Do you have the opportunity to do what you do best everyday? This is the first of many questions that Global Experiences staff asks program participants in order to get a better sense of what kind of internship placement will be the perfect match for them. Unfortunately, most individuals struggle to honestly answer “yes,” which reflects the dismal rate of engagement among U.S. workers. In fact, only 1 percent of employees in the United States report loving their jobs. Given that we spend more than 40 hours per week for more than 40 years of our lives at work, shouldn’t that number be higher? Surely, there must be a better way to approach career decisions that results in a more satisfying and sustainable work life.

In 2013, Global Experiences partnered with Gallup Education to offer the Clifton StrengthsFinder assessment to all interns, as well as our own staff members. According to numerous research studies, knowing and understanding your strengths enables you to focus on doing what makes you happy at work and in your personal life.

This makes sense, right? When you have work tasks that you are able to perform well, you feel proud and accomplished. No one likes to spend all day doing something they are bad at. For me, that would be math. Oh, and anything related to computers and routine office administration. Luckily, we have a finance director, an information technology guru, and an office manager! But understanding and using your strengths in your career is much more nuanced than simply matching skills and interests to positions. It takes much deeper self-reflection and an evaluation of what gives you a sense of “flow.”

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BostonBy Clare O’Brien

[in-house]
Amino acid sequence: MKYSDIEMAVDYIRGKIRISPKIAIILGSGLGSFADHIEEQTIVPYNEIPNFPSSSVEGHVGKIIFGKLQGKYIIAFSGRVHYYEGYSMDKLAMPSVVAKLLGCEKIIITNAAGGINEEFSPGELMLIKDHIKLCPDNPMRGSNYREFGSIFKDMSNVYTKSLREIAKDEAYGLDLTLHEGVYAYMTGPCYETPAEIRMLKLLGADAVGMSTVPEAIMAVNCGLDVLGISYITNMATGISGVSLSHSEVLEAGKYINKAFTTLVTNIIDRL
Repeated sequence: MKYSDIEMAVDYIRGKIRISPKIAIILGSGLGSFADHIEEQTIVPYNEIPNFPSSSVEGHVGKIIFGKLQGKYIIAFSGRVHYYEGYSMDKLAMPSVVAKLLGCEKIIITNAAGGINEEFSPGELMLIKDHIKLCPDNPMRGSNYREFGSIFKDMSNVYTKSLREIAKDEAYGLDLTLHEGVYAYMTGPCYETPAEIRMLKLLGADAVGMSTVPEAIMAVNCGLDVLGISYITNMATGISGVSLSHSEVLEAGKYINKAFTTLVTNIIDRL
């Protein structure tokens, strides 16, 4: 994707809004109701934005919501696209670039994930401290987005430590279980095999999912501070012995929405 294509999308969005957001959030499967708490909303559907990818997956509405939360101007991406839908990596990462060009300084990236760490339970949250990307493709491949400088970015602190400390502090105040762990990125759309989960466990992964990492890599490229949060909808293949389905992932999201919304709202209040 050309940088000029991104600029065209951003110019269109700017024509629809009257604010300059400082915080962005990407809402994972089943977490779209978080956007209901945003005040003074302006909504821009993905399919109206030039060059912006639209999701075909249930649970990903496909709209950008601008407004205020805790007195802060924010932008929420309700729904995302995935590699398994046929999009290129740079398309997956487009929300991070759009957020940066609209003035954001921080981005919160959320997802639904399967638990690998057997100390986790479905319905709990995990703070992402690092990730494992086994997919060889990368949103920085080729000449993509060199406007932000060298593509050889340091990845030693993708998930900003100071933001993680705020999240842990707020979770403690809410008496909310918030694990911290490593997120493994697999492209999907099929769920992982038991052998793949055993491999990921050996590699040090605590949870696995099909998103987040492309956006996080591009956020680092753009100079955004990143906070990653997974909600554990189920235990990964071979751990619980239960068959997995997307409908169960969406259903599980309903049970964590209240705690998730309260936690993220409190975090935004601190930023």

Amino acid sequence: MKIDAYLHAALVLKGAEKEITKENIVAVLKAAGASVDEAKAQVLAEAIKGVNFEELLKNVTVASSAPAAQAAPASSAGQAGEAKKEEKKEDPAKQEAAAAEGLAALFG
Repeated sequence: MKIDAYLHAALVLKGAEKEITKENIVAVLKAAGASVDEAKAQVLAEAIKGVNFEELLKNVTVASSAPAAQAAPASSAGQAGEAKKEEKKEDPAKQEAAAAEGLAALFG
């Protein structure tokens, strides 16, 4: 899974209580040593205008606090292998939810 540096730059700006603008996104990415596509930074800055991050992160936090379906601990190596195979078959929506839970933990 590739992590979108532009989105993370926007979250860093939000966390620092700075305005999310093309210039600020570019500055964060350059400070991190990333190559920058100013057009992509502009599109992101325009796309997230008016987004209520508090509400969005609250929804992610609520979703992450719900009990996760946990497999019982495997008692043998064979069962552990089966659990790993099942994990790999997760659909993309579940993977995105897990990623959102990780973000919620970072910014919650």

Hopefully you have had a chance to check out the blog posts covering all that you can see and do in Boston as you attend the upcoming NAFSA Conference and Exhibition. Here are a few last minute pointers to help make your conference experience even brighter.

Attend the Opening Celebration at the World Trade Center. I know that many of you may be exhausted from your journey to Boston, but don’t miss out on the beautiful views of the Boston Harbor during the walk over to the World Trade Center after the opening plenary. With a beautiful sunset in the background, enjoy some food and drinks with your colleagues and start your networking early. Each conference registrant will receive one drink ticket and there will also be a cash bar on hand. Let this memorable evening set the stage for a successful conference experience.

Review the transportation blog (or just coordinate your travel plan ahead of time). If you are staying at a hotel in the Copley or Back Bay area, remember that there will be shuttle service to the Boston Conference and Exhibition Center (BCEC) throughout the day and into the evening. That being said, Boston traffic can be a challenge—a shuttle ride can take up to 30 minutes during rush hour. Also keep in mind that the dates of the conference coincide with several university graduation ceremonies. This will increase the level of traffic and the number of drivers on the road who don’t know their way around Boston. Be sure to take travel time into account when planning out your day.

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By Carol Crosby

At the NAFSA 2015 Annual Conference in Boston, MA, I will serve as a résumé reviewer in the Expo Hall. Below, I share my insights on the role of the elevator speech in networking, tips that were adapted from an article I published on LinkedIn.

Has a stranger ever approached you at a social event and asked you, “What do you do?,” and you stuttered and stammered and looked the fool that you are definitely not?  Yeah, I raised my hand too.

You need to create a 60-second speech that tells strangers who you are—a verbal statement otherwise known as the “elevator speech.”

Why is it called an elevator speech? Imagine that you are at the site of your dream job and you are going to a meeting on the fourth floor. You have decided to take the elevator and just as the doors are closing, the director of the international center runs in and hits the third floor button. This is your big chance to network with her, and you have two floors—or 60 seconds—to sell yourself, which you hope will lead to an informational interview, which will lead to an entry level job in her office, which then will lead to a position as associate director…and so on…and so on.